Our 2018 “Christmas” Letter

We’re lame.

One of the most eventful and travel-packed years for the Googers and we do not get a Christmas card or Christmas letter out. That’s what happens when you move, change jobs, live with your (Hans’) sister and her family for five months, renovate a house, run into problems renovating said house, move into that house, continue running into problems, and likely have more things to address. The Christmas card got cut for time and budget reasons. There was a moment—we had it lined up—where we were going to get pictures and get the party started, but the weather was bad that day and we never rescheduled because that is how 2018 has been.

Here’s your Christmas/New Year’s blog post:

Where to start? Well, our new house has gutters now. That’s nice. It needed gutters; but you probably didn’t come for the gutters or updates on them. You are probably curious about the family. We have updates on them, too.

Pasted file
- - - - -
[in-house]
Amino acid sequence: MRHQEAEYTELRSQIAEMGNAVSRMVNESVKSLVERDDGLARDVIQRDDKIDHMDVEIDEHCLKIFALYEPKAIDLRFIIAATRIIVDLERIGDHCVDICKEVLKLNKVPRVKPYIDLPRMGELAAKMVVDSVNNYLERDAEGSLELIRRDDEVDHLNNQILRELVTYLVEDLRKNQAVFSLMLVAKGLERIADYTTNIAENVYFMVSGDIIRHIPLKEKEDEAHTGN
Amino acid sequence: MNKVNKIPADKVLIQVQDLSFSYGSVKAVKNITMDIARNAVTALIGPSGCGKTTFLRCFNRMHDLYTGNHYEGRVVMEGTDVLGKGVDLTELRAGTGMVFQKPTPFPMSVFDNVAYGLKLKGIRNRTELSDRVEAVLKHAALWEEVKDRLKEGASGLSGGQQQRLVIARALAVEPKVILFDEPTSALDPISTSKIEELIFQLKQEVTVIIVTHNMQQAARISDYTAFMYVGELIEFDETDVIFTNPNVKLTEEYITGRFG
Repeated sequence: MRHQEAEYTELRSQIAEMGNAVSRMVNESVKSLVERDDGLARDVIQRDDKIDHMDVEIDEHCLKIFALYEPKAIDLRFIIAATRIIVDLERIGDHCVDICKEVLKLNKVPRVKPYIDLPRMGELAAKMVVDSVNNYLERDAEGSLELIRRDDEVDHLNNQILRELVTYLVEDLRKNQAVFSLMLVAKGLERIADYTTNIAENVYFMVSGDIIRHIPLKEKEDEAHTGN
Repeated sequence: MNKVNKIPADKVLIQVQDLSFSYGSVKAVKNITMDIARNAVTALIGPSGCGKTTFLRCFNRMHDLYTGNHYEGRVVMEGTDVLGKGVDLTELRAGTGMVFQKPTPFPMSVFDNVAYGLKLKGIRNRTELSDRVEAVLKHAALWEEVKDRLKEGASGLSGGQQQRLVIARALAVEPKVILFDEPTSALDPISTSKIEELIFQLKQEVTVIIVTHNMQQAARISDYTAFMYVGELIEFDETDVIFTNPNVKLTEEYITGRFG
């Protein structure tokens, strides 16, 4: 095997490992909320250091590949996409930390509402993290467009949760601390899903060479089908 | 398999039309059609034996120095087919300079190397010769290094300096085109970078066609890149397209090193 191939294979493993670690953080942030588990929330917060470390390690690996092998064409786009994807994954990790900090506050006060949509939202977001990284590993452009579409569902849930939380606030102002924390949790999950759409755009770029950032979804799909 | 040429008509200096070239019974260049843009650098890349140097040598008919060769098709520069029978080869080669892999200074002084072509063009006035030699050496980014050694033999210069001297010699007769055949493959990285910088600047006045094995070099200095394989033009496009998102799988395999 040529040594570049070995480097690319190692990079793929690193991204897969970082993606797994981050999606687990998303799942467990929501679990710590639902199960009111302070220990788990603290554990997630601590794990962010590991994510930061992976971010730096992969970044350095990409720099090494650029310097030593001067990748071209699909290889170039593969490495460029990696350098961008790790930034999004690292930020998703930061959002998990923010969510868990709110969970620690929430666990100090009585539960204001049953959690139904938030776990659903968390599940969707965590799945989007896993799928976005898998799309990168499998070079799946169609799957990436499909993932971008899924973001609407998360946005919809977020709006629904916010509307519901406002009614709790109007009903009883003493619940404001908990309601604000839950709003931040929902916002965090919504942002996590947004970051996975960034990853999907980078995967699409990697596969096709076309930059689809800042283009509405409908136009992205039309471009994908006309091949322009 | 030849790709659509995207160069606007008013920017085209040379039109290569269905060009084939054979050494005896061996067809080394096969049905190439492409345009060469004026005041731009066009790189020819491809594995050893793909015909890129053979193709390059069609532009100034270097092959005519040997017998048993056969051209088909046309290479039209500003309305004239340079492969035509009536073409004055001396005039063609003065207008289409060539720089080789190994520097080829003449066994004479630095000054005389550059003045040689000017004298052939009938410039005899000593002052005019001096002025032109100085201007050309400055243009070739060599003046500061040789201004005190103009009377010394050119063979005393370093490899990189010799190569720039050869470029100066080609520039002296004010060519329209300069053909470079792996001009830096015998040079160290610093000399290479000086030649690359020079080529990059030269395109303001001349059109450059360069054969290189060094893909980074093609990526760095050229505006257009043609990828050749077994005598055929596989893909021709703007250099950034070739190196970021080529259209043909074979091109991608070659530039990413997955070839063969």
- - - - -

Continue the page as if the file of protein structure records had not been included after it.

First, the travels. From May until July we traveled to Kentucky (Hans is a Dr. now, but not the kind people really care about), to Texas, to Tennessee, to Virgina, to Washington DC, to Georgia, and back. Then we sold the house and moved to Texas. Hans got a job as a pastor at a church in Spring—Genesis Community Church—thus the move. From July until early December we lived with Hans’ sister and her family as we got adjusted—we pray they have recovered (in fact, they were awesome). Then, in December we got into our house.

All the kids are in the same elementary school, which sits at the front of the neighborhood. Ethan’s favorite things: recess is longer, no uniforms, and he can play basketball at said recess. Asher? Same. Abram? That his music teacher puts chapstick on his hand and calls it a “smelly.” Abram now will not leave the house without a big Ziploc bag full of chapstick. “My lips will never be chapped,” he says.